USGS river level data is an important tool we use the rivers we fish. We also use a streamflow prediction by NOAA.
These USGS river levels listed below are provided by the USGS (U.S. Geological Survey).
USGS river levels are real-time and are refreshed every 15 – 60 minutes.
We often depend on this information, especially when we are monitoring a river due to excessive rain or during times we have gone long stretches without rain.
Based on our experience on the river, we can often tell if the river level is too low to or too high to fish. High water is not a bad thing, but if the visibility is effected, then it can turn a great fishing trip into a long boat ride on the water.
- Flow: 2670 ft³/s
- Water Level: 6.41 ft
- Flow: 8660 ft³/s
- Water Level: 3.66 ft
- Water Level: 5.08 ft
- Flow: 11500 ft³/s
- Water Level: 14.08 ft
USGS River Level Information
Current data typically are recorded at 15- to 60-minute intervals, stored onsite, and then transmitted to USGS offices every 1 to 4 hours, depending on the data relay technique used. Recording and transmission times may be more frequent during critical events.
Data from current sites are relayed to USGS offices via satellite, telephone, and/or radio telemetry and are available for viewing within minutes of arrival. Sometimes you will find a site displaying, Graph Request Failed. This is not a problem with your computer. Something is wrong with the site. They generally have it up and working within 24 hours.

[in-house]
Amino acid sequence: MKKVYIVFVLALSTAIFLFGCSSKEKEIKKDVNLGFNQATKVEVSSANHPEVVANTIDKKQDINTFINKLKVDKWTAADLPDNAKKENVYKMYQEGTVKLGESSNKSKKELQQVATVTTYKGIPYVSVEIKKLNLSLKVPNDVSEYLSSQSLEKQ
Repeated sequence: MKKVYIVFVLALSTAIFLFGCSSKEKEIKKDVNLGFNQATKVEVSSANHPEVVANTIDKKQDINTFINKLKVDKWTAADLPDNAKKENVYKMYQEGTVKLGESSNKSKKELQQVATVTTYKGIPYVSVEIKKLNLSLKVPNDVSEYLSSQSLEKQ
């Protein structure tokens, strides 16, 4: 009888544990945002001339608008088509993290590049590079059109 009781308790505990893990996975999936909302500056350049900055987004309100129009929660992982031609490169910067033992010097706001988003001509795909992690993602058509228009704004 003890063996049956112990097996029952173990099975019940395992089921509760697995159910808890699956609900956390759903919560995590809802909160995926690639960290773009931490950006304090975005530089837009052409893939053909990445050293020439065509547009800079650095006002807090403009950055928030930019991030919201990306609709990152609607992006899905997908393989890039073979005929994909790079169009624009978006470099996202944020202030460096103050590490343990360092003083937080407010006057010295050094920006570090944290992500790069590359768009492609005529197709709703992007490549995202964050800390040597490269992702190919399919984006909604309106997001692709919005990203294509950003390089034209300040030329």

Aside from the USGS river levels we keep track of the tides in Puget Sound. Our Puget Sound rivers are tidal in the lower rivers. Some rivers are tidal for many miles, while other rivers can be tidal for just a few miles. While not a crucial factor, the tidal conditions used in conjunction with other river conditions, such as flow, gauge height, temperature and visibility, it can indicate if new fish are moving into the river from the saltwater.
It takes years of careful observation to make sense of all of all of it. With that said, it sometimes does not matter given how many salmon or steelhead want to come up river due to the run timing.
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